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Pacific Currents

Pacific Currents is a discussion forum on Asia-Pacific economic issues. We welcome submissions from all stakeholders including academics, researchers, thought-leaders, civil society, business leaders; and other policy experts. Submissions should cover issues related to economic policy and integration in the region. Articles should be written for a general audience and not technical but should have a foundation in objective policy analysis. Articles should also conform with PECC nomenclature - if you are not familiar, the editor will provide you with appropriate guidelines. Acceptance of articles is entirely at the discretion of the Editor. Articles should be in an op-ed format of around 1000 words but longer submissions are also occasionally accepted. Submissions are done in the name of the author and represent their individual opinions and not those of the institutions that they work for. To submit an article, please send in Word format to:

Canada's "Progressive" Trade Agenda: Let's be careful how far we push it

Hugh Stephens
Distinguished Fellow, Asia Pacific Foundation of Canada
Vice-Chair of the Canadian National Committee for Pacific Economic Cooperation (CANCPEC)


Back in October of 2016 when the Canada-EU Comprehensive Economic and Trade Agreement, (CETA) was on the cusp of closure, the negotiations hit a roadblock when the Belgian region of Wallonia blocked the necessary consensus for the EU to conclude with Canada. Chrystia Freeland, who was then the minister of international trade, walked out of the negotiations in Brussels and packed her bags to return to Canada. She lamented that “… it is now evident to me, evident to Canada, that the European Union is incapable of reaching an agreement – even with a country with European values such as Canada, even with a country as nice and as patient as Canada.” A core element of her argument was that Canada and Europe shared common values, and therefore the path to an agreement should have been open. As we know, a compromise satisfied Wallonia’s concerns, mainly regarding the so-called investor-state dispute settlement process which allows foreign invested companies to sue governments for alleged discriminatory practices that negatively impact their investments. Canada and the EU went on to sign the agreement, most of whose provisions came into effect on Sept. 21, 2017. The government of Canada has cranked up its communications machine and is touting CETA as “a progressive trade agreement for a strong middle class”.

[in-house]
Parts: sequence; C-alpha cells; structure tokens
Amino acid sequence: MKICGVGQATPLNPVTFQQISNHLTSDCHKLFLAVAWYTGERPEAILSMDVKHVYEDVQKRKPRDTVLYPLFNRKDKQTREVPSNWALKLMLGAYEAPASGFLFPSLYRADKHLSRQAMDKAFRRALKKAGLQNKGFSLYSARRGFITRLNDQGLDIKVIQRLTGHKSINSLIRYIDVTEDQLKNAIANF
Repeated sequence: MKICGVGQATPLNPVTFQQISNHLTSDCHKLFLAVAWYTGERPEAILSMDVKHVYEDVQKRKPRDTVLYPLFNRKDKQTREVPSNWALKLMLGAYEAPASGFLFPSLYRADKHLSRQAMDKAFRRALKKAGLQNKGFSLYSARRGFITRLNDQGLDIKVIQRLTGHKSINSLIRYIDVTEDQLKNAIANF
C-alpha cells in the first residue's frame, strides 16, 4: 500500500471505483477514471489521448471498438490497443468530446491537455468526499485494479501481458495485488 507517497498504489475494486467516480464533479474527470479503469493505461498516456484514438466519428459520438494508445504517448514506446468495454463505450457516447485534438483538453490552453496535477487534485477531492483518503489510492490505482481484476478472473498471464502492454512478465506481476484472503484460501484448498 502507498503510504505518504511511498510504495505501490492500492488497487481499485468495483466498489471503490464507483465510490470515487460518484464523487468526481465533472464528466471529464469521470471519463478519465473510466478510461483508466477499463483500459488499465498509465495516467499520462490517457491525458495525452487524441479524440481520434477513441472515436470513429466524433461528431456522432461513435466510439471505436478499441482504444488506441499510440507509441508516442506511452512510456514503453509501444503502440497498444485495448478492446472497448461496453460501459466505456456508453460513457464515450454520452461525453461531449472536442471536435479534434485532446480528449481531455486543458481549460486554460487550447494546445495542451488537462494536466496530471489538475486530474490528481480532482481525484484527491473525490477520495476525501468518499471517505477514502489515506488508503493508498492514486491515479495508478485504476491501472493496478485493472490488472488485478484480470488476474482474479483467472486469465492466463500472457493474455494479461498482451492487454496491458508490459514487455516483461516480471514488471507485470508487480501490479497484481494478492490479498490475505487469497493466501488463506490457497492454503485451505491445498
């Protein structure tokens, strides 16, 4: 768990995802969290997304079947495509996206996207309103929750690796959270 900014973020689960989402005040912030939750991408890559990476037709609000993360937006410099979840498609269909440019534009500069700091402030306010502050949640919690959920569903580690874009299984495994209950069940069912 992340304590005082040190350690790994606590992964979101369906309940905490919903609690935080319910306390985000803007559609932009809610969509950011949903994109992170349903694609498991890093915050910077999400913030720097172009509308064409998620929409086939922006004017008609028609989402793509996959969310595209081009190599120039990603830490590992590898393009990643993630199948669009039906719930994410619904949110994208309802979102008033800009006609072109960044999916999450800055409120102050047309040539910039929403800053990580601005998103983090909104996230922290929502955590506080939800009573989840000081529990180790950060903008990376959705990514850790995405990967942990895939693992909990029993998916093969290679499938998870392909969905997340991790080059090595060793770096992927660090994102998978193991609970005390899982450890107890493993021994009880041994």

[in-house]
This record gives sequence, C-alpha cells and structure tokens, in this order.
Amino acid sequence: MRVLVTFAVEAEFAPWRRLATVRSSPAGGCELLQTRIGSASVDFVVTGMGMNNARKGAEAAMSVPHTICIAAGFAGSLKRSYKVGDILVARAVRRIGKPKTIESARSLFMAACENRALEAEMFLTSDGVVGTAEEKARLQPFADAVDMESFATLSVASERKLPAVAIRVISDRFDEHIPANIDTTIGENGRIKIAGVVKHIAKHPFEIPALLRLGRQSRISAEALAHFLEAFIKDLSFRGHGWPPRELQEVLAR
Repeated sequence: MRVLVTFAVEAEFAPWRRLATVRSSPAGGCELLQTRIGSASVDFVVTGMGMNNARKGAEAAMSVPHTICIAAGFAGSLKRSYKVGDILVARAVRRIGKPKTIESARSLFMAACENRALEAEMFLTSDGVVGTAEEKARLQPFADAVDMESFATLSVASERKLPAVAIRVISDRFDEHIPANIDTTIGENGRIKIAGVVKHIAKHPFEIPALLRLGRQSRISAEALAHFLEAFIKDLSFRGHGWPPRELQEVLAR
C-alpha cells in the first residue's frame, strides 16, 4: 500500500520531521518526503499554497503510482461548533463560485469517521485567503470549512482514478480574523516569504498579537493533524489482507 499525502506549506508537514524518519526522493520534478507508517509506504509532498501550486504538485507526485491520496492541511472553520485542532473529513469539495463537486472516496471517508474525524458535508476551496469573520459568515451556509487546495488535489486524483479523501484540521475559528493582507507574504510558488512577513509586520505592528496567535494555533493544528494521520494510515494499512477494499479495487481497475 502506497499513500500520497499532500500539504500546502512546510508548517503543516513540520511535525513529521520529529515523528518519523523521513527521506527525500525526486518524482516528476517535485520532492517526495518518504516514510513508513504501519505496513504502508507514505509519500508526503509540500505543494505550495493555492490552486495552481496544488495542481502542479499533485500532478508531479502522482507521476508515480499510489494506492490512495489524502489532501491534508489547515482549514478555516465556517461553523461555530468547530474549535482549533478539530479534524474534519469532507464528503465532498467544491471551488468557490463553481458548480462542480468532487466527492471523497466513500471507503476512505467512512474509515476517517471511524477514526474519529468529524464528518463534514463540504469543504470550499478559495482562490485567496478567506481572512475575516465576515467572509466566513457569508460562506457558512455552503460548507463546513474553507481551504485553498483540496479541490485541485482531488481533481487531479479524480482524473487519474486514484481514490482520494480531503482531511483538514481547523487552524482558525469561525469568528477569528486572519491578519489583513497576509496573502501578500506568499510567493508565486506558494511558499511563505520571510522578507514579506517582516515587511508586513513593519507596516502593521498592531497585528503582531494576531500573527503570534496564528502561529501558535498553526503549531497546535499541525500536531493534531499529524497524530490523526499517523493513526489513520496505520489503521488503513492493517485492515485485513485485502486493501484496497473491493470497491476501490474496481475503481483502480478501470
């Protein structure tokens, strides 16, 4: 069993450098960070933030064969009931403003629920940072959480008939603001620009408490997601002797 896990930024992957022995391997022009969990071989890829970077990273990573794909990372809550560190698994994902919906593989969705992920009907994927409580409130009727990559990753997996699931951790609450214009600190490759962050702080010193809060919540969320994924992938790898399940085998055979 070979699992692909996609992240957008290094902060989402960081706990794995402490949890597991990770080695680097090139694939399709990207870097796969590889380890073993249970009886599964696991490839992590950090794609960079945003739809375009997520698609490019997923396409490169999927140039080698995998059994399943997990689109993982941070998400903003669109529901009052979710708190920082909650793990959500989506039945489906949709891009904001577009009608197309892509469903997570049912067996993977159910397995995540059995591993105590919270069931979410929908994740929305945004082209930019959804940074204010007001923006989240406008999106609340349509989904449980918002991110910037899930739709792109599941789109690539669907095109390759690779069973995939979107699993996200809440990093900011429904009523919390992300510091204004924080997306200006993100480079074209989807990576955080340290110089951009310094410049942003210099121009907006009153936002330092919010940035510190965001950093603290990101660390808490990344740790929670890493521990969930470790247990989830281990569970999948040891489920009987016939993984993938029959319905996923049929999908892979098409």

So, what is a “progressive trade agreement”? If you read or watch the informational material that Global Affairs provides on CETA, you won’t really find a definition but you will learn that the agreement “puts the interests of our middle class at the centre of the discussions”, and that it will “boost trade with our second largest trading partner while protecting labour rights and the environment”. How will it do this? Let me quote from the agreement overview provided by Global Affairs:

“Under CETA, Canada and the EU commit to effectively enforce domestic environmental law and not to waive or derogate from those laws in order to encourage trade or investment. EU producers that wish to export and sell their products in Canada must fully respect the relevant Canadian regulations and vice versa. Both Canada and the EU retain the right to regulate in the public interest.”

“Canada and the EU have also committed to seeking high levels of labour protection and enforcing labour laws. Specifically, the Agreement includes a commitment to ensure that national laws and policies provide protection for the fundamental principles and rights at work, including the right to freedom of association and collective bargaining, the abolition of child labour, the elimination of forced or compulsory labour, and the elimination of discrimination.”